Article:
June 2023 – On 22 March 2023, the European Commission published a proposal for a Directive on Green Claims. The proposed Directive aims to tackle false environmental claims by ensuring that consumers receive reliable, comparable and verifiable environmental information on products and services across the European Union.
By laying down clear criteria on how companies should evidence environmental claims, along with mandating an EU labelling scheme and new enforcement procedures to secure compliance, the Directive on Green Claims is designed to enable better environmental decision-making by consumers and to reduce so called “green washing” (spurious environmentally friendly claims).
However, it will likely still be some time before the draft Directive on Green Claims becomes effective law. In any event, green washing as an unlawful practice is already regulated to some extent via Member State national laws across the EU.
ESG at Kinstellar
At Kinstellar, ESG (Environmental, Social, Governance) represents the everyday world of compliance, risk-assessment, litigation, deal-making and proactive strategy building – one in which we have, we believe, excelled for years. Below is a brief description of selected issues in the field of green claims and the current legal framework that our colleagues in Bulgaria, Croatia the Czech Republic, Hungary, Romania,Slovakia and have encountered in their recent day-to-day legal practice.
Green claims and existing laws in Bulgaria, Croatia, the Czech Republic, Hungary, Romania, and Slovakia
In general, no laws in Bulgaria, Croatia, the Czech Republic, Hungary, Romania, or Slovakia are presently in place to properly deal with the phenomenon of deceptive or spurious claims of environmental friendliness by manufacturers. Instead, such countries have hitherto relied on existing consumer protections, unfair competition regulations and rules on advertising. Although existing EU directives set only minimum standards and are based on the principle of requiring a minimum level of harmonization with respect to national particularities, national rules evidently do not differ significantly within these six jurisdictions.
Under the existing framework, environmental claims are required to be accurate, truthful and substantiated by relevant evidence, such as research, studies, test results and other certified and reliable data. Moreover, such claims must be transparent, verifiable, relevant to significant aspects in terms of the environmental impact of the given product or service, and not misleading, ambiguous or attempting to downplay negative effects on the environment, for example by highlighting only a specific characteristic of a product or service. The relevant national authorities have tended to assess compliance in these respects on a case-by-case basis.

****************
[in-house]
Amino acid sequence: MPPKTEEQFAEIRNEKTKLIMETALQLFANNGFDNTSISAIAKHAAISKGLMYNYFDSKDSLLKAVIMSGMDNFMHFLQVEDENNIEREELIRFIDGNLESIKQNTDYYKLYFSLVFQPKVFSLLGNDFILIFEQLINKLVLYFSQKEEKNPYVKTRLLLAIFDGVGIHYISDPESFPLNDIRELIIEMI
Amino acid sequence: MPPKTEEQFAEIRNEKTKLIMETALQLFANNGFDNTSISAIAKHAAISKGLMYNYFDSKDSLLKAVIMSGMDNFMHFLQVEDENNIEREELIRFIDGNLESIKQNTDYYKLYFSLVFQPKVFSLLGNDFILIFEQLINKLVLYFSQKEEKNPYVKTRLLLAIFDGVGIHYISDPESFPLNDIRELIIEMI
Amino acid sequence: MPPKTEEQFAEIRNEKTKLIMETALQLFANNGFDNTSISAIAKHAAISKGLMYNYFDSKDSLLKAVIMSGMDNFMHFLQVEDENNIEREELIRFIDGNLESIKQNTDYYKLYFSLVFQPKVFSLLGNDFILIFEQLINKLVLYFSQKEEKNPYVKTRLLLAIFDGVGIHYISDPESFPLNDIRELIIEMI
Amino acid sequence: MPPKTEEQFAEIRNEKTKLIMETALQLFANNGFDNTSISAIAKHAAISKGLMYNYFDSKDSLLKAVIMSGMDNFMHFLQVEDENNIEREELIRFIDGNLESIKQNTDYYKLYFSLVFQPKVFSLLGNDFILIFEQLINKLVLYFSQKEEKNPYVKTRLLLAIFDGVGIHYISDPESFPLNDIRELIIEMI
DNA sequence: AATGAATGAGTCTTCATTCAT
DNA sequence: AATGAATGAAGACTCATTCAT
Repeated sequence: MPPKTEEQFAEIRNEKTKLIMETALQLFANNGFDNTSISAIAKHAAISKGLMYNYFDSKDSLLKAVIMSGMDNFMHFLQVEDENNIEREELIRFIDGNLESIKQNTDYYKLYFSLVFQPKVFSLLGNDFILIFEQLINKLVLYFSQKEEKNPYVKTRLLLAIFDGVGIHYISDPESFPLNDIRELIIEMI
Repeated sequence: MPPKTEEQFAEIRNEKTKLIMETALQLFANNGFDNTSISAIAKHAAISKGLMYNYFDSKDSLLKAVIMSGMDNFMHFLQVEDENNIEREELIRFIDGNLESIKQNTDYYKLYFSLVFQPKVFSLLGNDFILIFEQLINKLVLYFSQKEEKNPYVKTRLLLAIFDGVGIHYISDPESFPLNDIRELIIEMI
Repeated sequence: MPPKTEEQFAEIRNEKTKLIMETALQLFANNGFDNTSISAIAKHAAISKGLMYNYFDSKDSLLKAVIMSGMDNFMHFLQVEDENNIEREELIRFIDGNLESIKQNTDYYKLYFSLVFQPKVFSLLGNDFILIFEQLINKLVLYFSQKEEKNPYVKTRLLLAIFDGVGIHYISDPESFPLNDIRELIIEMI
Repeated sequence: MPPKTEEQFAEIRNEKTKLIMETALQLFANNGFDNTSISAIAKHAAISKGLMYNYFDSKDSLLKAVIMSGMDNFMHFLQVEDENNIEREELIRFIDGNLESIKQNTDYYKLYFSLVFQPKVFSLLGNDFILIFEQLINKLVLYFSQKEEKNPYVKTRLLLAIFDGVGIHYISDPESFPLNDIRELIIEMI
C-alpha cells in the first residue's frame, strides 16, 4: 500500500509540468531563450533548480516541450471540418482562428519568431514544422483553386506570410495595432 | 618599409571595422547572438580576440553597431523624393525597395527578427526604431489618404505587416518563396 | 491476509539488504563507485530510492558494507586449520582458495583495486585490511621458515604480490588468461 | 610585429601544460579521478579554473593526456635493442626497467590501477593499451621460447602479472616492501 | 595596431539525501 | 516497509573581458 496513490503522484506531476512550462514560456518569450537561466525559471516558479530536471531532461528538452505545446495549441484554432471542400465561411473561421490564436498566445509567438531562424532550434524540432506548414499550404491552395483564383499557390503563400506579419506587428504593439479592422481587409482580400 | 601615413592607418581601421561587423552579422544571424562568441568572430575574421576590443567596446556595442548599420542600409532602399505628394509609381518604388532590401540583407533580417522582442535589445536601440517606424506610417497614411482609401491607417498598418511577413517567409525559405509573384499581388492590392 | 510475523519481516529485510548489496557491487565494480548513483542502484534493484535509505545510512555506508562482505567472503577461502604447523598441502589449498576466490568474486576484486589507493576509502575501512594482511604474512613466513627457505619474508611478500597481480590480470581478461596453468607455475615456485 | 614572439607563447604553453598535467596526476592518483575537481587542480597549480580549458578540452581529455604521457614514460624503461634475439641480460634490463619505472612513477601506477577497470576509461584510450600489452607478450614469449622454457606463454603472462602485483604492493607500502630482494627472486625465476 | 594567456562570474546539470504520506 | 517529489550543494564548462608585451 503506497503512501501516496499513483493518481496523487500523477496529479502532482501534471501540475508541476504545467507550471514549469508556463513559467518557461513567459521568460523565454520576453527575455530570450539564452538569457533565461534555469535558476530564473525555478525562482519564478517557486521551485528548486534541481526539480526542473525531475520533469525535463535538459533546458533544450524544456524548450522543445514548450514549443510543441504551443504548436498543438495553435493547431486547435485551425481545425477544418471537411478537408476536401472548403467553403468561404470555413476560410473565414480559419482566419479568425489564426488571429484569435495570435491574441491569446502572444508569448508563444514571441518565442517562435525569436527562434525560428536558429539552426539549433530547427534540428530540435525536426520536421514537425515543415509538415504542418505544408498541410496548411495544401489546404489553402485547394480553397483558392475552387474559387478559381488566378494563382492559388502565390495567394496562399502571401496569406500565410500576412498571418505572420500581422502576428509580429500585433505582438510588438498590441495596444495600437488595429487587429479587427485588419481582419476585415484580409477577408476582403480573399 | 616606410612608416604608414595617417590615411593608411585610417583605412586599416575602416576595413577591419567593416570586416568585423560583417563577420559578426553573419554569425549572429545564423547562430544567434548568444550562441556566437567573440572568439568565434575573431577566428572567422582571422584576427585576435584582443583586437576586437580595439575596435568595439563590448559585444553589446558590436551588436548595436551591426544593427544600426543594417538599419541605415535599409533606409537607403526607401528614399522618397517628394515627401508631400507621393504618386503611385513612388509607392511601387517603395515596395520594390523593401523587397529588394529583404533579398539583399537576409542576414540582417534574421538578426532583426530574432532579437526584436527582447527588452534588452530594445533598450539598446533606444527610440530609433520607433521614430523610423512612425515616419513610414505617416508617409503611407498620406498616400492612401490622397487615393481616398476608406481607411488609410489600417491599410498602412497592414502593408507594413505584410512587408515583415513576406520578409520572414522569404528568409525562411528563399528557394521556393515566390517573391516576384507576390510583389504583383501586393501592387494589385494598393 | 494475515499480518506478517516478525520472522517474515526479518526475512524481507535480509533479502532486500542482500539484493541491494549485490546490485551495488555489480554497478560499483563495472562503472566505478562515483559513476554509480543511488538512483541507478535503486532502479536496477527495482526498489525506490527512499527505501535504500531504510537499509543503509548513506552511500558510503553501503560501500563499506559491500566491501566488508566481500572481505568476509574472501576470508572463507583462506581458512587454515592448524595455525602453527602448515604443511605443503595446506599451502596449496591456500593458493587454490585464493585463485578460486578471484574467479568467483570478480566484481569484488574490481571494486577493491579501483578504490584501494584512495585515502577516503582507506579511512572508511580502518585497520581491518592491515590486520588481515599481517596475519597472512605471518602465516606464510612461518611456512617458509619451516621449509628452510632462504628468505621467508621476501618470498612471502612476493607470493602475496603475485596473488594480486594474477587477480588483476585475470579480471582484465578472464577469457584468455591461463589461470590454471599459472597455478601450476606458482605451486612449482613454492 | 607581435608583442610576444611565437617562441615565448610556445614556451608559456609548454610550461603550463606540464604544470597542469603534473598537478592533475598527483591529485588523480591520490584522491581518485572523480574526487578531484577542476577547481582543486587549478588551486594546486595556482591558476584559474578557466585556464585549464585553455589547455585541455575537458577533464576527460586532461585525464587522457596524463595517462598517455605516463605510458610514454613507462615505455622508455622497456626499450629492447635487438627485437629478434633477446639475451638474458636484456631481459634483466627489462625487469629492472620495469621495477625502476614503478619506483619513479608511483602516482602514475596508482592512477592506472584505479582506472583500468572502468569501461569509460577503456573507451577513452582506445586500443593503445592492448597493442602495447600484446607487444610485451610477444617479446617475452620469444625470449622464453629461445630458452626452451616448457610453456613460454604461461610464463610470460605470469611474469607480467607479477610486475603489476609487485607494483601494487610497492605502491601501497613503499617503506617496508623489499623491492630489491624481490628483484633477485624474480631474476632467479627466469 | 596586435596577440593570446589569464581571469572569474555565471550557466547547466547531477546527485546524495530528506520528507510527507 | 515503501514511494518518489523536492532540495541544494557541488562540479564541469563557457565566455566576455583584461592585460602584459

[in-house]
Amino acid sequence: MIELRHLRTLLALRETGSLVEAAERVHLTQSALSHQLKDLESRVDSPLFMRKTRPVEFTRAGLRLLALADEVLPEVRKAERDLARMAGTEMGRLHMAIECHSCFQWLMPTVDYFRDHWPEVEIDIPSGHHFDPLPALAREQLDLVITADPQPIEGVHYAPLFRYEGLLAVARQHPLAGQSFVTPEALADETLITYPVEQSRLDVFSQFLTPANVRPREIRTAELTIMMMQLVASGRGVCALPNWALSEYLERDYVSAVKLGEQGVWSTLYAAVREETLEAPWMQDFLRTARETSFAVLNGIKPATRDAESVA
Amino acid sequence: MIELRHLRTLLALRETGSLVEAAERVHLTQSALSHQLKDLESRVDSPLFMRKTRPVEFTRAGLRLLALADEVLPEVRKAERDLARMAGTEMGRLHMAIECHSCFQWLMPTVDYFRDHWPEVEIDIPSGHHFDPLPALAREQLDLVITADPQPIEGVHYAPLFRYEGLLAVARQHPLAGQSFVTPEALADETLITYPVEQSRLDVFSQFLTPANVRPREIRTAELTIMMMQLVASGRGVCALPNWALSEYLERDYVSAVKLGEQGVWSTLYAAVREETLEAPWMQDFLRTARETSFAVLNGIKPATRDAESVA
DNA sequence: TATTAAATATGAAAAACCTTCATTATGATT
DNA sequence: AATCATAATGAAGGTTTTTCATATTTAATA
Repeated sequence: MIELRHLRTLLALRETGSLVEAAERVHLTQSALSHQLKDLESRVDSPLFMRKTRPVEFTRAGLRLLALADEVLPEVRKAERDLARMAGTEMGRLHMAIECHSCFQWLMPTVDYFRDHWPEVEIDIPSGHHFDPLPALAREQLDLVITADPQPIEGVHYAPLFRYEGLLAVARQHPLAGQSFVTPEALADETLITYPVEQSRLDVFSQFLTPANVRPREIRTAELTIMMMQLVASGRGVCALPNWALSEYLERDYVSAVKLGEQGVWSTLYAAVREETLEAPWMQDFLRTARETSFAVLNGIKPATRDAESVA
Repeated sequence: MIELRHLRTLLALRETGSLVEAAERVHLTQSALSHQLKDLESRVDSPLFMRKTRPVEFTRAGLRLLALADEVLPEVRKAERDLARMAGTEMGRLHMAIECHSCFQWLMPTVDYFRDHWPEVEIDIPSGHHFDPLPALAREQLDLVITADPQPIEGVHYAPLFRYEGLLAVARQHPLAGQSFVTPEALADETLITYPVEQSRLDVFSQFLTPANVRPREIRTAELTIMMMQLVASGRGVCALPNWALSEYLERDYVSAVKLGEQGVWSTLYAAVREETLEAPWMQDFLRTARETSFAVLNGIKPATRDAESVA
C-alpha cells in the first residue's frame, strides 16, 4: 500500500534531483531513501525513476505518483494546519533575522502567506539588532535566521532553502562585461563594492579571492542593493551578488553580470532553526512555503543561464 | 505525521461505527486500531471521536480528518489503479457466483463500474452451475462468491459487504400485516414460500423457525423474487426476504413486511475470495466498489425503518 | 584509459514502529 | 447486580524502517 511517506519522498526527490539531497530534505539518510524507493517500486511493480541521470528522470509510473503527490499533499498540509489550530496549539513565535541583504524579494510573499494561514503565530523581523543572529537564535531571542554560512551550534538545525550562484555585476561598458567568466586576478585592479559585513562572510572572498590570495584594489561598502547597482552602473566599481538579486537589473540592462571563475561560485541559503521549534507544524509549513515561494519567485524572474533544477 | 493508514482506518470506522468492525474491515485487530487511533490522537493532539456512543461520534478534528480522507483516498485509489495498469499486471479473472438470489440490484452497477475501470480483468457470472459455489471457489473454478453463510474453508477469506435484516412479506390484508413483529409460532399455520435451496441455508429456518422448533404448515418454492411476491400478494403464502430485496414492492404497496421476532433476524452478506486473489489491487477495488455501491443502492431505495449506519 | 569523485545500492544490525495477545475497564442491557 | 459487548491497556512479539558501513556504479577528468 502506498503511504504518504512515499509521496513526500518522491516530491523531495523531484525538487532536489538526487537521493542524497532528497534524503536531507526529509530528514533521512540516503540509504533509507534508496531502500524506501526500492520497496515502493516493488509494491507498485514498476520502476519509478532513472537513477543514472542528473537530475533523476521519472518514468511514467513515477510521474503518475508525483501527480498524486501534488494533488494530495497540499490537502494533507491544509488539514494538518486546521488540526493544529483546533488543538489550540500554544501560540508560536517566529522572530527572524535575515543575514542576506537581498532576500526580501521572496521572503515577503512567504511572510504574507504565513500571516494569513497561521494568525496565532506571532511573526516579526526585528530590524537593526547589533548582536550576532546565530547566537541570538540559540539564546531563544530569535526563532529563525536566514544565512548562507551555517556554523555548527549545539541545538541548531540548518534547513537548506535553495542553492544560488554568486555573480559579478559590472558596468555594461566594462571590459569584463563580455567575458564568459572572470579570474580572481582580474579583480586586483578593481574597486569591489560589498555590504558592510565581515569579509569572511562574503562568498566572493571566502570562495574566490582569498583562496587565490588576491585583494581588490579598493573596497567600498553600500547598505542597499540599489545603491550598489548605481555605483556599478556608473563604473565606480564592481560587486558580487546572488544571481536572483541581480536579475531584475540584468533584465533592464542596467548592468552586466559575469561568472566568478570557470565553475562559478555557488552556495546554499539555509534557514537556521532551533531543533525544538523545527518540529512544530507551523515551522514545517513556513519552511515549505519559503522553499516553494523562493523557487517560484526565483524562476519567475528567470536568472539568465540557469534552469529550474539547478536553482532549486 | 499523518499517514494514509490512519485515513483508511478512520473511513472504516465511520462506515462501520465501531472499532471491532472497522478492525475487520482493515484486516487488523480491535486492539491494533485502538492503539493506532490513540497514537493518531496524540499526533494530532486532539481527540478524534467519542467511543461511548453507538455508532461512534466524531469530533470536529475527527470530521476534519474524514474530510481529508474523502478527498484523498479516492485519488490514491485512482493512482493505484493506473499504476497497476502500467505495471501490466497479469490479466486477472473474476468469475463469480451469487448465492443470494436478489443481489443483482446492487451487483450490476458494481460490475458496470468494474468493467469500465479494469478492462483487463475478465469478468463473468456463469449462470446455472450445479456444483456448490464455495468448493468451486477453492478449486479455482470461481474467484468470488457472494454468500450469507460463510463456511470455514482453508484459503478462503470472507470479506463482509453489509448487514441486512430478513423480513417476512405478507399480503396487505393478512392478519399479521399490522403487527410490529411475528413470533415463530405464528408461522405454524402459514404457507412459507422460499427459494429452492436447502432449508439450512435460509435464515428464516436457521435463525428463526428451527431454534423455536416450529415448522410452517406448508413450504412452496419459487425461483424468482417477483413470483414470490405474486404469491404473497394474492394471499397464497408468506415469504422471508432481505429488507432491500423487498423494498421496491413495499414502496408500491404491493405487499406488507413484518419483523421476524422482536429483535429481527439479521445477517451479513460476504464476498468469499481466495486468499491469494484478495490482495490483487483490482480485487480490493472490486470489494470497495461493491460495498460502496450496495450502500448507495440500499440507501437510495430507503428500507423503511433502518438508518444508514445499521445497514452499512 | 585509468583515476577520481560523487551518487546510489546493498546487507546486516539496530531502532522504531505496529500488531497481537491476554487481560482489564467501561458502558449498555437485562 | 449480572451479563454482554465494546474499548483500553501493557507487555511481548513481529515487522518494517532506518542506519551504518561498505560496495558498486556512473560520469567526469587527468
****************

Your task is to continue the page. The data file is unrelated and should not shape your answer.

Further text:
In Romania, misleading environmental claims may be assessed on a case-by-case basis by the National Authority for Consumer Protection (“ANPC”) based on the national law transposing the Unfair Commercial Practices Directive, which contains general provisions that can be applied to environmental claims in business to consumer transactions when they negatively affect consumers’ transactional decisions.
According to its annual report, in 2020, ANPC assessed the accuracy of offers, advertisements or other statements by which online traders of clothing, cosmetics and household equipment led consumers to believe that a good or a service had a positive impact on the environment, was less harmful to the environment or was more durable/sustainable than competing goods or services. It was found that, in many cases, the trader did not provide enough information so that consumers could appreciate the accuracy of the claims, or the trader did not provide easily verifiable evidence to support the claim made.
In addition to laws, EU guidelines and non-binding soft law instruments, such as interpretative opinions by national authorities, are essential with respect to green claims. The following examples addressing key principles for self-declared environmental claims are worth mentioning:
In November 2022, the Hungarian Competition Authority began a detailed market analysis to determine the differences between the actual content of various green advertising messages and their interpretation by consumers. In February 2023, as part of this analysis, specifically focusing on “green” claims for clothing, cosmetics and cleaning products, as well as everyday consumer good packaging, the statements made by 60 domestic websites were reviewed. The analysis identified a number of common spurious claims and revealed that in many cases, advertising referring to sustainability was not accompanied by easily accessible reference data for customers.
Due to increasing regulatory tendencies in areas such as the environment, combined with an increasing public awareness of ESG-related topics, it is likely that similar investigations will be carried out in other EU member states in the future.
Should you wish to discuss in more detail the impacts on your business of existing national and EU-wide laws, and of the planned greenwashing EU Directive, or if you simply need help with aligning the many facets of ESG, our team of professionals at Kinstellar – combining in-depth legal expertise and a strong commercial focus – are standing by!